Sunday, 28 July 2013

Mumford and Sons - Babel

Mumford and Sons have got very, very popular in the last 6 years so I decided to give their latest offering, Babel, a checkout to see what all the fuss is about as you don't sell over 200,000 albums without something going for you. Of a formula, which appears to be what these guys have.

If you like jingle and/or jangle in your banjo music with a smooth acoustic guitar backing then you will love this album, because every single track has it in spades. It's a pleasantly upbeat sounds that is easy on the ears (helped by the amazing clarity of the mix and the production) and seems precision aimed at getting your feet tapping along, as proven by them being a hit on the festival circuit. It's their core sounds (sometimes mixed up with a piano or a violin) and they like it enough to put on in every tune but it also means that there are no standout numbers on the album as they all just roll into one another and end up being rather 'sound-alike'. I had hoped for more variation, more experimentation, but its not there in any meaningful fashion which resulted in the album becoming a pleasant washover. Don't get me wrong, I wasn't expecting a psychodelic freakout or a death metal track at the back of the album. It was just that even on the slow tracks there was an inevitable 'and now for the bounce along bit in the same rhythm as the last 5 songs'. As I said though, very foot tapping and very easy to get into (until the point around the last 3/4 of the album when it just got comfortable my ears stopped bothering to listen) so I get why so many people are all for it as it is going to offend no-ones sensibilities due to never challenging you in any way.

So that was the music, but what about the lyrics? Afraid to say that it's very much the same, just with more 'fill in the gaps' nothingness. The singing is strong, of that there is no denying, but once you get beyond the rousing chorus it is a collection of vague pronouncements on the general theme of lost love, being miserable and then managing to be strong again. Standard stuff, however it never feels like it gets personal enough to really feel anything. There is no sense of it ever actually having happening, so it becomes a colouring in book of generalised emotions: easy to feel connected to because these are 'anybody' stories but never giving you anything to really latch onto. There are also some lyrical wonders like "I came home like a stone" and a song about tearing down walls that is called Babel. Profound stuff, until you actually think about it.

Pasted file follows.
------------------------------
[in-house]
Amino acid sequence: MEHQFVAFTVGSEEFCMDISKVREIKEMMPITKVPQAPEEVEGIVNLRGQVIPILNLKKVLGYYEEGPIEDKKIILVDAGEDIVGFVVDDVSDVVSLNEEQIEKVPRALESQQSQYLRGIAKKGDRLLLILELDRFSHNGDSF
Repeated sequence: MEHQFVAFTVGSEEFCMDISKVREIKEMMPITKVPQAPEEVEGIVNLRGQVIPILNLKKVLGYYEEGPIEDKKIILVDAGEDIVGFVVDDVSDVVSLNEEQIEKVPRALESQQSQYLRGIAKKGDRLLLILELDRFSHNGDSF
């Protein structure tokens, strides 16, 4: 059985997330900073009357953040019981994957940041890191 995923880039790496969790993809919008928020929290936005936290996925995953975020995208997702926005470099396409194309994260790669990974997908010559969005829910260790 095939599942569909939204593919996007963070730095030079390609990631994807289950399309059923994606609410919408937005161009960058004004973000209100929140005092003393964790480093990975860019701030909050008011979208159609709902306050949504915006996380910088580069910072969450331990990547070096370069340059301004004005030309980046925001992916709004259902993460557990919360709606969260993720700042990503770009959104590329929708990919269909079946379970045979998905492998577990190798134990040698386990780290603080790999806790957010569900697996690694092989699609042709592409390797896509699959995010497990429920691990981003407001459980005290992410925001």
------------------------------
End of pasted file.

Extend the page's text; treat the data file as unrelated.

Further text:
It is, sadly, all a much of a blandness. This is 'authentic music' for people who can't be bothered with putting any real emotion into their listening time, bubblegum folk with a nostalgic singalong section that's been scientifically designed to never bring you down with a true feeling. If it does move you then I would have to ask 'why?' as I am quite sure you won't be able to give me a specific other than it sounds kind of fun and has a nice chorus, or giving me some tosh about how its 'real music' or some other retro-folkie bollocks. This is an Asda of folk music dressed up as a family corner shop, nothing more and nothing less.
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